“Stand up straight and realize who you are, that you tower over your circumstances.” - Maya Angelou
Peace in heart is the key for wellness. Epidemiological studies have failed to nail down exactly which factors most influence longevity and lower risk of all-cause mortality OTHER THAN three things: sense of purpose; sense of community; sense of family. That is, deep sense of stress management reduces perception of hardship. With the reduction of perception of difficulty comes improved health and reduced risk factors. The longest lived people on earth aren’t necessarily the leanest, nor have the lowest incidence of smoking, nor the lowest sodium intake, nor the lowest alcohol consumption, nor the lowest caffeine intake, nor strictly vegetarian diet, nor many of the other things we would like to suppose we can bolt onto our lives to magically live forever. Instead, it is their overall internal peace.
This is not my opinion. We know it to be true: https://www.psychologytoday.com/…/live-longer-practicing-fo…
And here, although a little overstated:
People who are 110-119 years “don’t worry easily”:
The implications are obvious. Mindset reigns supreme. Now, this still begs the question of HOW to achieve peace. It is true that activity and food can reduce depression/anxiety by improving the overall balance between pro-inflammation and anti-inflammation. Exercise in a way that improves strength and mobility. Eat in a way that is respectful of your body and to others. From that, people gain more peace. More peace makes it easier to tackle more life. That, in turn, captures more peace. But how do we capture even more?
This is the eternal human problem. Ancient societies already figured out that constant internal conflict and drama didn’t produce on-average better physical prospects. Thus, we have religions and philosophies and scientific materialist reductionism. We think we want to get to the root of everything so that we may control outcomes. But, remember, people who live the longest aren’t control freaks. Rather, they obtain a peace about their worldview. Sometimes that means self-control. Most times it means relinquishing external control.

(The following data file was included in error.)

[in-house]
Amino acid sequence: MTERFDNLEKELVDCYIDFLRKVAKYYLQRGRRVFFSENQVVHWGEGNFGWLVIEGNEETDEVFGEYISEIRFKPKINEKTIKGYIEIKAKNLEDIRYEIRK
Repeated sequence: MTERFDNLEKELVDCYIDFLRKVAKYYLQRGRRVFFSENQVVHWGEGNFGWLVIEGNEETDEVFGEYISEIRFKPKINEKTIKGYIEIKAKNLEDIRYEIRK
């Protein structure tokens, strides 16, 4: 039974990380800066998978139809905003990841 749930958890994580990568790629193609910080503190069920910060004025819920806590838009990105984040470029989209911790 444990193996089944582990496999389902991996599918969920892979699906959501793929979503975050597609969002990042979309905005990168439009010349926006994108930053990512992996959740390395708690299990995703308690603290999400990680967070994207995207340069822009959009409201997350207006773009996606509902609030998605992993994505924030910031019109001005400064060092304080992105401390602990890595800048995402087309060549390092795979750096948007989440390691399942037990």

But again, what practices or behaviors can obtain more of that internal peace? It isn’t the resolution of external problems. People who live to 120 years of age still live in the same broken world with the same broken people as the rest of us. They’ve cultivated a skill at seeing the world a certain way.
That skill leads them to sense of purpose, sense of community, and sense of family. Now, think long and hard about this. Do you really think all of these long-lived people always get along with one another? Do they always agree? Do they avoid other humans, reducing them to sound bytes and objects? Obviously, no. Instead, they fix their internal workings in order to maintain interactions and maintain purpose.
“Turn mountains into molehills” is the mantra. There are different tactics for this. And a supreme one is the acknowledgment of how you benefit from your circumstances as opposed to lamenting everything in your life. I think someone once called this “gratitude” or “thankfulness.”
Grateful or granted?